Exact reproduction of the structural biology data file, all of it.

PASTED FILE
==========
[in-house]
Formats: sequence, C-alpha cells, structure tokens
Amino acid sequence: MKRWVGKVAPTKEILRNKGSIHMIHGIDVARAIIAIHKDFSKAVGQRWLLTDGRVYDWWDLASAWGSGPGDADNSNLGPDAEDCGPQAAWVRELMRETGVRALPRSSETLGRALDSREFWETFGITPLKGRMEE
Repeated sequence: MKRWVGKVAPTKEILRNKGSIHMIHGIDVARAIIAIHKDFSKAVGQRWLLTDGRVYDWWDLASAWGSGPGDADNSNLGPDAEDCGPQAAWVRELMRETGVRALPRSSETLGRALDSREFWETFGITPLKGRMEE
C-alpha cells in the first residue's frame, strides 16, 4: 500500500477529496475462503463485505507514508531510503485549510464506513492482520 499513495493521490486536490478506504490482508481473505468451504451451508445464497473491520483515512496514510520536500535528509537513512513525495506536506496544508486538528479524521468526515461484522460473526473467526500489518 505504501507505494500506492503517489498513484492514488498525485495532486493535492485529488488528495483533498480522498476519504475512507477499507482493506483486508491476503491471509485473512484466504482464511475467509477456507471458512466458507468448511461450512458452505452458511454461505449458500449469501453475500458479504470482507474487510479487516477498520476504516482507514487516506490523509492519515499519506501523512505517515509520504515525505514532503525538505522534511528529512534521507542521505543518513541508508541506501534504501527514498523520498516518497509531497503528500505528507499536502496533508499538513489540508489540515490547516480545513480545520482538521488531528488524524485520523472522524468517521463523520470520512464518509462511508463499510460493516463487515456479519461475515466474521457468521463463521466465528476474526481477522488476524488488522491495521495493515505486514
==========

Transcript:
[in-house]
Formats: sequence, C-alpha cells, structure tokens
Amino acid sequence: MKRWVGKVAPTKEILRNKGSIHMIHGIDVARAIIAIHKDFSKAVGQRWLLTDGRVYDWWDLASAWGSGPGDADNSNLGPDAEDCGPQAAWVRELMRETGVRALPRSSETLGRALDSREFWETFGITPLKGRMEE
Repeated sequence: MKRWVGKVAPTKEILRNKGSIHMIHGIDVARAIIAIHKDFSKAVGQRWLLTDGRVYDWWDLASAWGSGPGDADNSNLGPDAEDCGPQAAWVRELMRETGVRALPRSSETLGRALDSREFWETFGITPLKGRMEE
C-alpha cells in the first residue's frame, strides 16, 4: 500500500477529496475462503463485505507514508531510503485549510464506513492482520 499513495493521490486536490478506504490482508481473505468451504451451508445464497473491520483515512496514510520536500535528509537513512513525495506536506496544508486538528479524521468526515461484522460473526473467526500489518 505504501507505494500506492503517489498513484492514488498525485495532486493535492485529488488528495483533498480522498476519504475512507477499507482493506483486508491476503491471509485473512484466504482464511475467509477456507471458512466458507468448511461450512458452505452458511454461505449458500449469501453475500458479504470482507474487510479487516477498520476504516482507514487516506490523509492519515499519506501523512505517515509520504515525505514532503525538505522534511528529512534521507542521505543518513541508508541506501534504501527514498523520498516518497509531497503528500505528507499536502496533508499538513489540508489540515490547516480545513480545520482538521488531528488524524485520523472522524468517521463523520470520512464518509462511508463499510460493516463487515456479519461475515466474521457468521463463521466465528476474526481477522488476524488488522491495521495493515505486514